- “The Human Touch” – Community sized banks and credit unions constantly battle the inherent competitive disadvantages they face relative to scale (ie, limited footprint, increased regulatory costs, etc.) In recognition, the industry has made tremendous strides in educating their clients, their communities, and their policymakers about the critical role that smaller financial institutions play in the market. This is evidenced by the recent American Bankers Association poll which determined the following:
- 79% recognize that local banks play an important role in communities by sponsoring community events and providing financial education
- 89% of Americans believe it’s important to the US economy to have banks of all sizes
- 87% of Americans say it’s important to have a local bank branch easily accessible from their home
- Over half of Americans are concerned by the vast decline in the number of banks over the last 10 years
Without doubt, smaller FIs continue to play to their competitive advantage by truly adding a personal touch to deepen customer relationships. In a recent U.S. News article, “Why a Small Bank Might Be Right for You,” Greg McBride, Chief Financial Analyst at Bankrate, emphasized this competitive advantage by eluding to the fact that the big banks “can’t have their cake and eat it too.” He said, “…You often hear large banks talk about themselves as a community bank, particularly as it relates to the customer experience where you feel valued and you’re not just a number. You don’t hear community banks saying that they operate like a megabank.” Simply put, several of the large regional/super regional banks try to position themselves as community banks because they know how important personalized, know-you-by-first-name service is to the customer. Big banks may say it, but community sized FIs are proving it with genuine personalized attention and tailored face-to-face assessment of customer needs. Lastly, they prove it by their commitment to their respective local geographies (where bank employees and leadership live and work), where deposits are reinvested back into the same communities, fueling the local economies in the form of community-based loans and other investment.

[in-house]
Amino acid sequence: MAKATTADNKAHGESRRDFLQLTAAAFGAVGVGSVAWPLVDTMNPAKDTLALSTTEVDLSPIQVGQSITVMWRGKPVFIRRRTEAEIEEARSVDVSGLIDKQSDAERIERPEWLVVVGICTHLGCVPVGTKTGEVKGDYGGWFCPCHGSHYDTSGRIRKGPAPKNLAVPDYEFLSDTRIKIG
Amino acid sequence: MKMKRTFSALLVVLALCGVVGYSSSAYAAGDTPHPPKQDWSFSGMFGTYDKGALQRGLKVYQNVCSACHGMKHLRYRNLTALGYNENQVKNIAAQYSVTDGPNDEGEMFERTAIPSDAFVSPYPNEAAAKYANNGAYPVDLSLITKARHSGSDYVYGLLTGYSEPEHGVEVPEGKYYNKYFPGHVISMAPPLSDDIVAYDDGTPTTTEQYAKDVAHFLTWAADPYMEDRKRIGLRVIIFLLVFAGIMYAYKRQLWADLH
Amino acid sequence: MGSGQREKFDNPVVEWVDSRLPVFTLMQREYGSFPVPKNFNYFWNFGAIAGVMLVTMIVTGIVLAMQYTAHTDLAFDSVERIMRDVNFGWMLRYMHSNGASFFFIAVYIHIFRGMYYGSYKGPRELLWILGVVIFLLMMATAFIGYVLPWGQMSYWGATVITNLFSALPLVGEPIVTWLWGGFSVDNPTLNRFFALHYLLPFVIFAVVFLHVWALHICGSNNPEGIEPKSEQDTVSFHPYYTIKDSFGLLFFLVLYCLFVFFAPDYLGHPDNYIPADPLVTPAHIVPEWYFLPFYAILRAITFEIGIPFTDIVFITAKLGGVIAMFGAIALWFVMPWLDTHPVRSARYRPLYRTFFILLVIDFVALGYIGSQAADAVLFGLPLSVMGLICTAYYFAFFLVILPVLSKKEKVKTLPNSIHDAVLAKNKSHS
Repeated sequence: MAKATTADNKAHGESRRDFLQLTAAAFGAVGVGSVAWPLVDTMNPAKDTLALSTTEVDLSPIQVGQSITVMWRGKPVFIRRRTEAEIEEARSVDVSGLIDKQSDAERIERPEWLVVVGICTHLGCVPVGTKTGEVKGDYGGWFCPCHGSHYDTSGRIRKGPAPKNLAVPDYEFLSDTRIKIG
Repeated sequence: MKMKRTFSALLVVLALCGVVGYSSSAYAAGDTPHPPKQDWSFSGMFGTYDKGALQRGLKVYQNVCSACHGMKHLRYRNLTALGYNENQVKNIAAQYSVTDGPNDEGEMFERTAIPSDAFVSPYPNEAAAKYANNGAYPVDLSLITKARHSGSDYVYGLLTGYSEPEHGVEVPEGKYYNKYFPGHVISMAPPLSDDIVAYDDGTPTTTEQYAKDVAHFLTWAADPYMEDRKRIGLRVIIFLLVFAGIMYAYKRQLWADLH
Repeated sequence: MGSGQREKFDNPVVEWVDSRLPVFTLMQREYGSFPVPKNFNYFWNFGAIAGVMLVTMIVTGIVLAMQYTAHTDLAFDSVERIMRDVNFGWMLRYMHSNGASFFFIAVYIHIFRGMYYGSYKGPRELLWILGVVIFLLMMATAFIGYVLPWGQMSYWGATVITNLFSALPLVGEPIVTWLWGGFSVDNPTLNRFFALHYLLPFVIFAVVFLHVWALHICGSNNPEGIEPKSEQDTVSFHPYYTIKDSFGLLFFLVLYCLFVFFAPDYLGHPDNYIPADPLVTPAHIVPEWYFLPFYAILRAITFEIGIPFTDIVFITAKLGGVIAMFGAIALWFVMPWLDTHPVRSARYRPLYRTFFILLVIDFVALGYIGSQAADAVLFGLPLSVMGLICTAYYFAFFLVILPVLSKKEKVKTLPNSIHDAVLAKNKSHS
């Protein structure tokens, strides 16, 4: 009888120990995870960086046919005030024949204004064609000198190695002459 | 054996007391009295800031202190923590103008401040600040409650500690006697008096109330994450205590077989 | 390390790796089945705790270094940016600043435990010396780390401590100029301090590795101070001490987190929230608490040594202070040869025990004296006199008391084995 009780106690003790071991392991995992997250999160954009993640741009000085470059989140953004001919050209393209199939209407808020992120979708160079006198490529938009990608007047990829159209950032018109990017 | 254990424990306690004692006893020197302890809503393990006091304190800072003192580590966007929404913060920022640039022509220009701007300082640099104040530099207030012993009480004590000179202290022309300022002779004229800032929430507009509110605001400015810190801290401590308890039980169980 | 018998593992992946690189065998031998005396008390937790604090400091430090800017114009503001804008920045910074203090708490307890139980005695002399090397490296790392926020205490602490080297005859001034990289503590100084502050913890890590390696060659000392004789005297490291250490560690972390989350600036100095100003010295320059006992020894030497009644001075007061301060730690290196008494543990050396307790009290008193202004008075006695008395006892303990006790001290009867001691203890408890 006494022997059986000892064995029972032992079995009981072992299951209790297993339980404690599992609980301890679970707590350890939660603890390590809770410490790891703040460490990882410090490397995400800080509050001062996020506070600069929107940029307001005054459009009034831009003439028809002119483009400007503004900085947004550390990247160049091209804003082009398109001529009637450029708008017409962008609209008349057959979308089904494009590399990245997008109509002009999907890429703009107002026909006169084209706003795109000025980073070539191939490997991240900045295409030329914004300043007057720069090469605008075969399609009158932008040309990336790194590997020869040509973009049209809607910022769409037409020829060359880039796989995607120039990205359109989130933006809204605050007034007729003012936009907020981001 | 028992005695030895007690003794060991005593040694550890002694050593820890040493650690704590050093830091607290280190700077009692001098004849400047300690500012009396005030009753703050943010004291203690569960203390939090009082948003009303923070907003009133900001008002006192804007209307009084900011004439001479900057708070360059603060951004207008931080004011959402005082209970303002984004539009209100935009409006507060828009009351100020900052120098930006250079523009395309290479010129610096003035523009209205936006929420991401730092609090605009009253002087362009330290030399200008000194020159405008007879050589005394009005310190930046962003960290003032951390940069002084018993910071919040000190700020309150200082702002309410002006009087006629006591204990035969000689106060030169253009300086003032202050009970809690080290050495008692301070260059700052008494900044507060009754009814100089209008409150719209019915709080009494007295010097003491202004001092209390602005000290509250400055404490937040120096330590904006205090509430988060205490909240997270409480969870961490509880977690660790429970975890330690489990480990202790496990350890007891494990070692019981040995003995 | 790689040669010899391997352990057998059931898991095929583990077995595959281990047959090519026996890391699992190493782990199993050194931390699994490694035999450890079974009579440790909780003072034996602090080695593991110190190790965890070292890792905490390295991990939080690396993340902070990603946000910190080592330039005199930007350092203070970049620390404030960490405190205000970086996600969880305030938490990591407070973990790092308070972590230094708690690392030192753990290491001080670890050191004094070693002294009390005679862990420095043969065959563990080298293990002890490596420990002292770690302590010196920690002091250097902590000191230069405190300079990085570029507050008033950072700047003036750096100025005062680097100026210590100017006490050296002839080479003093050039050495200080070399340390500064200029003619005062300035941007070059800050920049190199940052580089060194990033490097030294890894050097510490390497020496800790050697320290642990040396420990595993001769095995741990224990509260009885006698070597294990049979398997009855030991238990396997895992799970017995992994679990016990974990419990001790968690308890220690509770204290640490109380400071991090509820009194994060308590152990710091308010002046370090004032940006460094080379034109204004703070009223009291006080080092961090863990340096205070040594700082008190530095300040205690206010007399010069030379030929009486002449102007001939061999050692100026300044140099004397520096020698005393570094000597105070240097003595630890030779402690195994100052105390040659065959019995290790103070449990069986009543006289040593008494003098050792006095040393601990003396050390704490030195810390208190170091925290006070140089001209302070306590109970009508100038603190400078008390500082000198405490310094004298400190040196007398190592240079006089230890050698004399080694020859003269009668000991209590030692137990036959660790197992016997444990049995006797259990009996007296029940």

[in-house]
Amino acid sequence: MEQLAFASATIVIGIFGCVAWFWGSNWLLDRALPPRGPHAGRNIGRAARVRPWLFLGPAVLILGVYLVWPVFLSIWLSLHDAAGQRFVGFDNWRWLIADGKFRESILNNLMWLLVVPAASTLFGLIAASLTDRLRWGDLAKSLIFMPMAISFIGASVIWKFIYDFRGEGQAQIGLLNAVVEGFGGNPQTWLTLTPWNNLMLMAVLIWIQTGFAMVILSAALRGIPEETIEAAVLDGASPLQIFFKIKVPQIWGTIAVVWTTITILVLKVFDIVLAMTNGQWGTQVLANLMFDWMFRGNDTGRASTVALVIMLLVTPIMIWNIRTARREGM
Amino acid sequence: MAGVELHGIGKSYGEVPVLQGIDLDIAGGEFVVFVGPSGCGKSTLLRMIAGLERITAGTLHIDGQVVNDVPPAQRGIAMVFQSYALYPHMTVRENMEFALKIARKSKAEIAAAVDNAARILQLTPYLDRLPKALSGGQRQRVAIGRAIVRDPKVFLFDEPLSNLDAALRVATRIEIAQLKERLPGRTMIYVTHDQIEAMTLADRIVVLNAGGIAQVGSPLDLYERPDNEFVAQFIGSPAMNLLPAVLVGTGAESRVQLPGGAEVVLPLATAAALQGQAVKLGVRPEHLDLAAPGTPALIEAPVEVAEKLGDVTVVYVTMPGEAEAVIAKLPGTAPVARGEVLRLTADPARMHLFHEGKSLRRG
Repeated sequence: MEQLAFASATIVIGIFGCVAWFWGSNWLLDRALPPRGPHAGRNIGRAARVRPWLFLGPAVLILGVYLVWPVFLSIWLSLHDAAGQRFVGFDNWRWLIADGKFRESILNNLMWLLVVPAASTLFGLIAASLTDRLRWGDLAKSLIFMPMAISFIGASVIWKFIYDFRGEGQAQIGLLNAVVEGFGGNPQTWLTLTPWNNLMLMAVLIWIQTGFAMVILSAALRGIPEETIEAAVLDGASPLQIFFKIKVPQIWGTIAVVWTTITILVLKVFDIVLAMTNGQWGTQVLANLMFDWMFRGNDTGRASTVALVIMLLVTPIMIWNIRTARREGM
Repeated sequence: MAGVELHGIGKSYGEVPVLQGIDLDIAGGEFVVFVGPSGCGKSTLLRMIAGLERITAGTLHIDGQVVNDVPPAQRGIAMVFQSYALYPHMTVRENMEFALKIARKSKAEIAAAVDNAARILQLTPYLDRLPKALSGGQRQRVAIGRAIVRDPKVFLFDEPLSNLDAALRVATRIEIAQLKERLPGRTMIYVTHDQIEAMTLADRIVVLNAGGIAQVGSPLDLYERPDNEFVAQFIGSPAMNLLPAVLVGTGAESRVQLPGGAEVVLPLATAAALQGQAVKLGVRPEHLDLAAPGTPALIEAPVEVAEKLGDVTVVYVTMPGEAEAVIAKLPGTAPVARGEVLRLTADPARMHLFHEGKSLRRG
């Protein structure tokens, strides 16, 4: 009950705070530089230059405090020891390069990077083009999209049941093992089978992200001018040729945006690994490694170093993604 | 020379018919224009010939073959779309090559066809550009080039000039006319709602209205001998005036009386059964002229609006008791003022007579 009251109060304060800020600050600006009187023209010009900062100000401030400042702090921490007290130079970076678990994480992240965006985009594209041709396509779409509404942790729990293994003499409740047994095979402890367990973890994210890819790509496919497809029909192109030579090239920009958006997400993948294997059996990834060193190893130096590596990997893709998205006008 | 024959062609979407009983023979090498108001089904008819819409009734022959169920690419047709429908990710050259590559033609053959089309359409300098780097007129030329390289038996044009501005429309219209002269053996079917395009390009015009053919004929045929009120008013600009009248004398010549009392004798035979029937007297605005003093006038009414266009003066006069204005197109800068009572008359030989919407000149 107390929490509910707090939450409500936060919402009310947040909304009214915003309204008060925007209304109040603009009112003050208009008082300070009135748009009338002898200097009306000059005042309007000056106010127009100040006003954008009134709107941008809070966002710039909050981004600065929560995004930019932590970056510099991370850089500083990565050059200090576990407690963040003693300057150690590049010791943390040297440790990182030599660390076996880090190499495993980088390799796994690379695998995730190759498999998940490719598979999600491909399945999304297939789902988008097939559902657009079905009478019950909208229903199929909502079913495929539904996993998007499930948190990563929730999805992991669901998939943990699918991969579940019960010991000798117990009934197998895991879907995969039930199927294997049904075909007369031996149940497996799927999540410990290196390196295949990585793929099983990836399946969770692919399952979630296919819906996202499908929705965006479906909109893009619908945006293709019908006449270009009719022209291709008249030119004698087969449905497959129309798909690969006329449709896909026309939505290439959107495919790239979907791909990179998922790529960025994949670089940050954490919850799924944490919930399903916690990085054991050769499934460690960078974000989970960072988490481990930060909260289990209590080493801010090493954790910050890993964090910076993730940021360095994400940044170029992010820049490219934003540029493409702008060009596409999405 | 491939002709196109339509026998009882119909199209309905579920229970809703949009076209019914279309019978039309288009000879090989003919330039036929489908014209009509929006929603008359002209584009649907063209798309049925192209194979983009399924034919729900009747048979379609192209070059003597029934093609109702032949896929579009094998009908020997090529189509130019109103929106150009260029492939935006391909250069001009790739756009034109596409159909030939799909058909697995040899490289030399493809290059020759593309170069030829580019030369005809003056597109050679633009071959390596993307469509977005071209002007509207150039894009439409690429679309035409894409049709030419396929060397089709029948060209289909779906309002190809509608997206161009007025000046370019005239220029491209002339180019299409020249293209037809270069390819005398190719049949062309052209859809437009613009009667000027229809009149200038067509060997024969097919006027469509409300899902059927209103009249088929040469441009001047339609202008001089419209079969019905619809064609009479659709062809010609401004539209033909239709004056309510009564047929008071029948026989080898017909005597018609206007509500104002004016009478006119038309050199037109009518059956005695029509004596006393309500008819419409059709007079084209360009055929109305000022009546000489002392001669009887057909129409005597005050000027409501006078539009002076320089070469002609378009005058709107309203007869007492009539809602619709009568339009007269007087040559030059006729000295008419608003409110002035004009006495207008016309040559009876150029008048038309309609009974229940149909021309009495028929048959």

- Technology & Project Management – Community banks and credit unions should recognize the amount of progress they have made with their investment in technology and dedicated project management resources. We are seeing community banks and CUs deliver seamless mobile responsive online presence. FIs are further capitalizing on technology spend by leveraging their nimble structures and ongoing employee training/development. BankDirector’s 2017 Technology Survey further highlighted the industry’s sentiment around leveraging technology:
- 60% of respondents reported positive impacts to growth and/or profitability associated with technology investment.
- An overwhelming 93% believe technology will play a more prominent role in bank strategy in the near future.
- Over half of respondent bank technology budgets increased between 5-10% in FY17. About 10% increased tech budgets by 10% for the year and just over 20% of respondent banks increased tech budgets by 15% or more during FY17!
Lastly, many Baker Hill clients are benefiting from data analytics and business intelligence initiatives, recognizing that their data is one of their most valuable assets when it comes to strategic planning, profitability insight, and data-driven marketing campaigns. McKinsey Global Institute reinforces how powerful a data-driven culture can be; “Data-driven organizations are 23 times more likely to acquire customers, 6 times as likely to retain those customers, and 19 times as likely to be profitable.”
The Happiness Advantage points out “in the work world, as in our personal lives, we are often rewarded for noticing the problems that need solving, the stresses that need managing, and the injustices that need righting.” This way of thinking can often be quite useful, but it too can inhibit us from identifying and celebrating the positives. Remember, “Happiness is the precursor to success, not merely the result.” Happiness, optimism, recognition, and celebrating wins (big or small) provide the fuel for innovation, strong performance, and achievement. As such, let us reflect on all of these great industry accomplishments in 2017. Let’s celebrate them and let’s remind ourselves that whatever 2018 brings, we have “the ability to move up not despite the setbacks, but because of them.”